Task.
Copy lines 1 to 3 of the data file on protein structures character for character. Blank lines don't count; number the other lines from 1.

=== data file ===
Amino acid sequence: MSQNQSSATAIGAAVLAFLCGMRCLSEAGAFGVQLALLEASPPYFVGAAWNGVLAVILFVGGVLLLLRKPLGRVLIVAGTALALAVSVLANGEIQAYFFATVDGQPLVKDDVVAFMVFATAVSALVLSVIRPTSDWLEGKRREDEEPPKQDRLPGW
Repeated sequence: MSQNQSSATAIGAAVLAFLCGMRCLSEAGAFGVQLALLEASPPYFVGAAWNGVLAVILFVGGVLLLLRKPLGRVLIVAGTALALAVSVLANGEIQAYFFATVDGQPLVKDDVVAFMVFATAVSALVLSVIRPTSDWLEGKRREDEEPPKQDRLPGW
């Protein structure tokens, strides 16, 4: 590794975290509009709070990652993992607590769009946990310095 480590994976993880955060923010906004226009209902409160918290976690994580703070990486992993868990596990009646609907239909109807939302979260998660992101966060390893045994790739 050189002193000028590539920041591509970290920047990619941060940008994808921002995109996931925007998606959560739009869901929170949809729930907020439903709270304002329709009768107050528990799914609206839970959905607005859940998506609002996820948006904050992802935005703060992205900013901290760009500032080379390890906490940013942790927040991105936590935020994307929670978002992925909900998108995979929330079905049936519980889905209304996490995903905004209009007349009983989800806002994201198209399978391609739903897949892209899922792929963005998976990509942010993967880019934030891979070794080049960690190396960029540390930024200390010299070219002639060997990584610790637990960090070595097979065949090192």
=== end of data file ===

Amino acid sequence: MSQNQSSATAIGAAVLAFLCGMRCLSEAGAFGVQLALLEASPPYFVGAAWNGVLAVILFVGGVLLLLRKPLGRVLIVAGTALALAVSVLANGEIQAYFFATVDGQPLVKDDVVAFMVFATAVSALVLSVIRPTSDWLEGKRREDEEPPKQDRLPGW
Repeated sequence: MSQNQSSATAIGAAVLAFLCGMRCLSEAGAFGVQLALLEASPPYFVGAAWNGVLAVILFVGGVLLLLRKPLGRVLIVAGTALALAVSVLANGEIQAYFFATVDGQPLVKDDVVAFMVFATAVSALVLSVIRPTSDWLEGKRREDEEPPKQDRLPGW
């Protein structure tokens, strides 16, 4: 590794975290509009709070990652993992607590769009946990310095 480590994976993880955060923010906004226009209902409160918290976690994580703070990486992993868990596990009646609907239909109807939302979260998660992101966060390893045994790739 050189002193000028590539920041591509970290920047990619941060940008994808921002995109996931925007998606959560739009869901929170949809729930907020439903709270304002329709009768107050528990799914609206839970959905607005859940998506609002996820948006904050992802935005703060992205900013901290760009500032080379390890906490940013942790927040991105936590935020994307929670978002992925909900998108995979929330079905049936519980889905209304996490995903905004209009007349009983989800806002994201198209399978391609739903897949892209899922792929963005998976990509942010993967880019934030891979070794080049960690190396960029540390930024200390010299070219002639060997990584610790637990960090070595097979065949090192």